This week we bade a fond farewell to Daniel Tulloch who is leaving the Smith School to do something exciting around electricity market regulation in New Zealand. Okay, 'exciting' might be overselling it, but it's a terrific opportunity. It is always a bit sad when colleagues leave, but I've come to see that it is a prerequisite for progressive academic research. Oxford is a pretty comfortable environment, and it would be easy, I am sure, to happily plough my own little furrow
What with leaving parties, anniversaries and the general seasonal merriment, I've been doing a lot of eating this week. Oxford is not over endowed with good restaurants, although the new shopping centre may help change that. In the meantime, here are the highlights of my big eating week. On Monday, I had the set lunch at Gees, featuring a very tasty butternut squash starter. Lunch on Tuesday was at the Banana Tree, recently opened on George Street. Big portions, friendly staf
Fancy a job as a research associate? It pays over thirty grand, and involves lots of travel to exotic destinations in Africa. You'll be working on an exciting new project, funded by the British Academy, that is focused on renewable energy, development and the digital economy. It's part of the UK government's £1.5 billion Global Challenges Research Fund. The project is for sixteen months. For more information, and to apply, please visit the website. #MakingLightWork #SmithScho
The call for abstracts has recently opened for 2017's World Water Week in Stockholm. I love this event - had the opportunity to give a talk this year to a gratifyingly full room - and you're virtually guaranteed to make at least one meaningful connection while you're there. Plus, it's a pretty cool city. So, I'm keen to go again, but it's tricky for me to justify the time out unless I'm presenting something, so I've been scouring the themes to see what I might have a punt at.
Students reading for a D.Phil (PhD) at Oxford are formally assessed a couple of times over the course of their studies. Yesterday I assessed a candidate who is exploring questions around responsible investment (RI). At the end of what was a very interesting meeting, my co-assessor asked the candidate and myself what we thought about the future of RI - particularly, did we think it would evolve into the mainstream, or remain a niche activity. The candidate was (probably very s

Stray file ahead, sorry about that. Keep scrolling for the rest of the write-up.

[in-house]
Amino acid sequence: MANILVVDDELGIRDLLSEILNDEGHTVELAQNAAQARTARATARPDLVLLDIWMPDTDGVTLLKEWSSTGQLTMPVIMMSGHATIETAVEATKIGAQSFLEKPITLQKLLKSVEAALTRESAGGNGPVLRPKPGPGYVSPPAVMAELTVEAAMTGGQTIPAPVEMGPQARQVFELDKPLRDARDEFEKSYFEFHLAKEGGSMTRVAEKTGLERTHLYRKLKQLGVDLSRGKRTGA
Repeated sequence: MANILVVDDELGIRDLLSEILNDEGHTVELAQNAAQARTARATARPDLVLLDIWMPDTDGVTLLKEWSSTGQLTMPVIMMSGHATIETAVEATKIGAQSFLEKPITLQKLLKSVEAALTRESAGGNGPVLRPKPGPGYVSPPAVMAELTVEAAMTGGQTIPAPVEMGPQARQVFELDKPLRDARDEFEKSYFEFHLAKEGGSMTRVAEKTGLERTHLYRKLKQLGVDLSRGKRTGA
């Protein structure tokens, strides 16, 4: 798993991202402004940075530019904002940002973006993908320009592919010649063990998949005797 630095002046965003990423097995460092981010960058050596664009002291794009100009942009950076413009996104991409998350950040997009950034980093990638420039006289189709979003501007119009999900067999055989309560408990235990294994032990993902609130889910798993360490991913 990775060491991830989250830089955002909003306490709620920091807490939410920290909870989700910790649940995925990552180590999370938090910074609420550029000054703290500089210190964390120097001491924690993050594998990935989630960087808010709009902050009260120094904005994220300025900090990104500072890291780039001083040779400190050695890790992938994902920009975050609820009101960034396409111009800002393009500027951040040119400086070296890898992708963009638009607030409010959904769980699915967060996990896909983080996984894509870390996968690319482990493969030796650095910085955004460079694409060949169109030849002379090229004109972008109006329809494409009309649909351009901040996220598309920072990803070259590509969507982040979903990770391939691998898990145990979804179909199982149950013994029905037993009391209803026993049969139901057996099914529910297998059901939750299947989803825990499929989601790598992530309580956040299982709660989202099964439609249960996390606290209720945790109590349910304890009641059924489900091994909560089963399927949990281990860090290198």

It's 9th week in Oxford, which means term is officially over for undergraduates. My department suddenly feels deserted, although we're gearing up for admissions interviews next week. On the plus side, when I go to the gym now (great kit, just 20 quid a month, bargain) I can simply walk around feeling overweight and breathless.... rather than old, overweight and breathless. #Chat
My Department's Annual Review came out today, and a cracking read it is too. Billed as a snapshot of the School of Geography and the Environment, it sheds light on things like how much money the department raises each year, where the grants are coming from, and the amounts we're getting. I've worked for and even (ahem) help run companies where nothing like this level of disclosure was available to employees. I think the report is excellent - concise, accessible and engaging.
I give a regular class on Dr. David Johnstone's elective for master's students that looks, inter alia, at water infrastructure. My brief is to ensure that the class has a reasonable understanding of the basics of finance - the difference between equity and debt, what WACC means, that sort of thing. Electives in any geography department probably convene a pretty wide range of backgrounds, and ours is no exception. Usually, this group ranges from folk who have had no exposure t